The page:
During my middle and high school days re-runs of Gomer Pyle, U.M.C, used to come on television at least once a day in the afternoon or early evening on Channel 17, WTBS. I would usually have the television on during my homework time (don’t tell my students) and Gomer, Andy Griffith, Bud and Kitten from Father Knows Best and, of course, the Beaver could be heard in the background as I rewrote my American History notes (compulsive behavior), struggled through Algebra problems, or quizzed myself concerning biology terms.
Gomer Pyle was the best. Sargent Carter was a scream and Lou Ann Poovey was the perfect girl for Gomer. Just the name alone was priceless. If I remember correctly Gomer broke the news to Andy Griffith concerning his enlistment into the Marines by walking into Andy’s office singing the Marine Battle Anthem at the top of his lungs while he marched around the jail.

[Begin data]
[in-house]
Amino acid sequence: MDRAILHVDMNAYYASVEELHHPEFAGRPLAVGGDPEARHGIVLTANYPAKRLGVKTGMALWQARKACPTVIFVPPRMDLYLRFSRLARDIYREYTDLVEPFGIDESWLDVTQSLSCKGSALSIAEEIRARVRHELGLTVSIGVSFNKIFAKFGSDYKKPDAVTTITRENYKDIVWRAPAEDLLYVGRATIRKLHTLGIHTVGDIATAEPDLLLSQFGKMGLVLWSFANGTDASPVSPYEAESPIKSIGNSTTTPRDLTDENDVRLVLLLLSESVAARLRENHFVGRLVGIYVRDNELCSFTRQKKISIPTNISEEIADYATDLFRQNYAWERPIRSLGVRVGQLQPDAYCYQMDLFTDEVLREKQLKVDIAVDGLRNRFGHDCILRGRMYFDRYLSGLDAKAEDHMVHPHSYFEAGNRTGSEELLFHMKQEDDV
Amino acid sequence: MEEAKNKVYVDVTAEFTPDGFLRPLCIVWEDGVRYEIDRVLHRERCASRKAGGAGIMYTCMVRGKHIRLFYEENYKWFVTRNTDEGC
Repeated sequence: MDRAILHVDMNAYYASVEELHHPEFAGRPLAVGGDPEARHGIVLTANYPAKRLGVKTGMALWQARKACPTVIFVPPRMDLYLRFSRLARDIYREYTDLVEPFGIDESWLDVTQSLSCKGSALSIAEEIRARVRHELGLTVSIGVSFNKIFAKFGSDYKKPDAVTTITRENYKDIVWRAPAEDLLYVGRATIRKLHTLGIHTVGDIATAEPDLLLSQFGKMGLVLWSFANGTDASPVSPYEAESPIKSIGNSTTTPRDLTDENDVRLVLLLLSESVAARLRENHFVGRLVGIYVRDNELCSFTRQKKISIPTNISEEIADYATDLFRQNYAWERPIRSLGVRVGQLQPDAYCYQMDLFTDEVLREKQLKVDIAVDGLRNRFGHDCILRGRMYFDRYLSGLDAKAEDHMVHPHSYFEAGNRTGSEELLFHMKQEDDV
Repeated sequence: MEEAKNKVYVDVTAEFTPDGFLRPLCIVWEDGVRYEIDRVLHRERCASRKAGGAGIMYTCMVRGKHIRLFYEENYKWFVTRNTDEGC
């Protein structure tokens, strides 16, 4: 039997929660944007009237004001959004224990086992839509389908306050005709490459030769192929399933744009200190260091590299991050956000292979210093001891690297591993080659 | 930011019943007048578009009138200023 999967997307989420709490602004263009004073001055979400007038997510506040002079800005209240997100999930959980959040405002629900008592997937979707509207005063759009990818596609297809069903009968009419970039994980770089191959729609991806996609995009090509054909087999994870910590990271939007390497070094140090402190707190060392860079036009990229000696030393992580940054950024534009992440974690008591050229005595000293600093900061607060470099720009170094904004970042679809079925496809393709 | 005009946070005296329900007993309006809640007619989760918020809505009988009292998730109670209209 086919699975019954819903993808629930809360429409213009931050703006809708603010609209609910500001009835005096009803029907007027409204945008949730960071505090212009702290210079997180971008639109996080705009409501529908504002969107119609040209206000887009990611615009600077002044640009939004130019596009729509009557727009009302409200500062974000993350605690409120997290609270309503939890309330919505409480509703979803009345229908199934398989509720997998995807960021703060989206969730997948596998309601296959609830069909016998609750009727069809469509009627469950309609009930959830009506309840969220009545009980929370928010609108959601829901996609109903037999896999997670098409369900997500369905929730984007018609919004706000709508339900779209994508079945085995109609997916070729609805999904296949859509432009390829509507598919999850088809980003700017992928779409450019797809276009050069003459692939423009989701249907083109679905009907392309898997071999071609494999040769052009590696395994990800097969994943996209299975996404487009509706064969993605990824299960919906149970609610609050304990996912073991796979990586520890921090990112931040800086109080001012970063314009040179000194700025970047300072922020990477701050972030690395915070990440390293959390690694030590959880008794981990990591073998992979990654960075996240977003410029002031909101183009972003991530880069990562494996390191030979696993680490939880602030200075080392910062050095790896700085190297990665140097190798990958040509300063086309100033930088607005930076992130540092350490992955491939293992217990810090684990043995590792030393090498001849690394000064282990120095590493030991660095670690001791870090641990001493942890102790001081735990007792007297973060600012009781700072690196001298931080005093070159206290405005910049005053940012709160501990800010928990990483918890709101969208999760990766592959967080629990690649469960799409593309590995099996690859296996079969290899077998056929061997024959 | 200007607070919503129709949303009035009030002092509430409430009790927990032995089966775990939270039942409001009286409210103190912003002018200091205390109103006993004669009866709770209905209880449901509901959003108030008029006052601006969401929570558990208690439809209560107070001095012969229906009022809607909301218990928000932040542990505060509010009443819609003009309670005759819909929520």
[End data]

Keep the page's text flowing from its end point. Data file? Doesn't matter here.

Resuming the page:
In the same Gomerish corny style I begin a lesson in the same way.
I usually wait until everyone is “kind of” settled (today’s classrooms are rarely entirely silent), and I walk out into the hall, compose myself, and walk back into the room singing much like my friend Gomer Pyle used to:
From the Halls of Montezuma,
To the shores of Tripoli;
We fight our country’s battles
In the air, on land and sea;
First to fight for right and freedom
And to keep our honor clean;
We are proud to claim the title
Of United States Marine.
While I sing and march around the room at the top of my lungs I try hard not to look at the kids because they look hilarious. Some are embarrassed for me and for themselves, some smile, and some laugh.
Our flag’s unfurled to every breeze
From dawn to setting sun;
We have fought in ev’ry clime and place
Where we could take a gun
In the snow of far-off Northern lands
And in sunny tropic scenes;
You will find us always on the job—